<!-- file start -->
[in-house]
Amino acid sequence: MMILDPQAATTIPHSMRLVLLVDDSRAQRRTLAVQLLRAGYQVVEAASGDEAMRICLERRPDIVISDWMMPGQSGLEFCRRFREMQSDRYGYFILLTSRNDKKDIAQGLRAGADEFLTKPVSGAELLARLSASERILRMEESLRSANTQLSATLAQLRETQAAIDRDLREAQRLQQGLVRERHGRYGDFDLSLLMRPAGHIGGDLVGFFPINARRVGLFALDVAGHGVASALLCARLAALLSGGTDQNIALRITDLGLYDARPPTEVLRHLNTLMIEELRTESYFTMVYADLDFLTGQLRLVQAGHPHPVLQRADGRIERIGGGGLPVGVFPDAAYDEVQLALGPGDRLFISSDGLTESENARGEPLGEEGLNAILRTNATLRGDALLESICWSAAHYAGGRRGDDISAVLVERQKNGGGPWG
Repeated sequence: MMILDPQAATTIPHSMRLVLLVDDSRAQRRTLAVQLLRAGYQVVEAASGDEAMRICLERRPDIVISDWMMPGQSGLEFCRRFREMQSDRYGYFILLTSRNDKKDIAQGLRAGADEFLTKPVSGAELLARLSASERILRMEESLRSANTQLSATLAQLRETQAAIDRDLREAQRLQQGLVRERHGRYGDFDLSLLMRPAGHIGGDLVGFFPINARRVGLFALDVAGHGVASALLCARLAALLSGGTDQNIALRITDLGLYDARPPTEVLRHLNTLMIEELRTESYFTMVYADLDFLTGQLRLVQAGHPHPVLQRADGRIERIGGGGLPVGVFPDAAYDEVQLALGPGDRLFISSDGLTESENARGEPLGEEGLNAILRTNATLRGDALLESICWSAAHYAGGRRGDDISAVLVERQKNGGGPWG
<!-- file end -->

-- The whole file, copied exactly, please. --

[in-house]
Amino acid sequence: MMILDPQAATTIPHSMRLVLLVDDSRAQRRTLAVQLLRAGYQVVEAASGDEAMRICLERRPDIVISDWMMPGQSGLEFCRRFREMQSDRYGYFILLTSRNDKKDIAQGLRAGADEFLTKPVSGAELLARLSASERILRMEESLRSANTQLSATLAQLRETQAAIDRDLREAQRLQQGLVRERHGRYGDFDLSLLMRPAGHIGGDLVGFFPINARRVGLFALDVAGHGVASALLCARLAALLSGGTDQNIALRITDLGLYDARPPTEVLRHLNTLMIEELRTESYFTMVYADLDFLTGQLRLVQAGHPHPVLQRADGRIERIGGGGLPVGVFPDAAYDEVQLALGPGDRLFISSDGLTESENARGEPLGEEGLNAILRTNATLRGDALLESICWSAAHYAGGRRGDDISAVLVERQKNGGGPWG
Repeated sequence: MMILDPQAATTIPHSMRLVLLVDDSRAQRRTLAVQLLRAGYQVVEAASGDEAMRICLERRPDIVISDWMMPGQSGLEFCRRFREMQSDRYGYFILLTSRNDKKDIAQGLRAGADEFLTKPVSGAELLARLSASERILRMEESLRSANTQLSATLAQLRETQAAIDRDLREAQRLQQGLVRERHGRYGDFDLSLLMRPAGHIGGDLVGFFPINARRVGLFALDVAGHGVASALLCARLAALLSGGTDQNIALRITDLGLYDARPPTEVLRHLNTLMIEELRTESYFTMVYADLDFLTGQLRLVQAGHPHPVLQRADGRIERIGGGGLPVGVFPDAAYDEVQLALGPGDRLFISSDGLTESENARGEPLGEEGLNAILRTNATLRGDALLESICWSAAHYAGGRRGDDISAVLVERQKNGGGPWG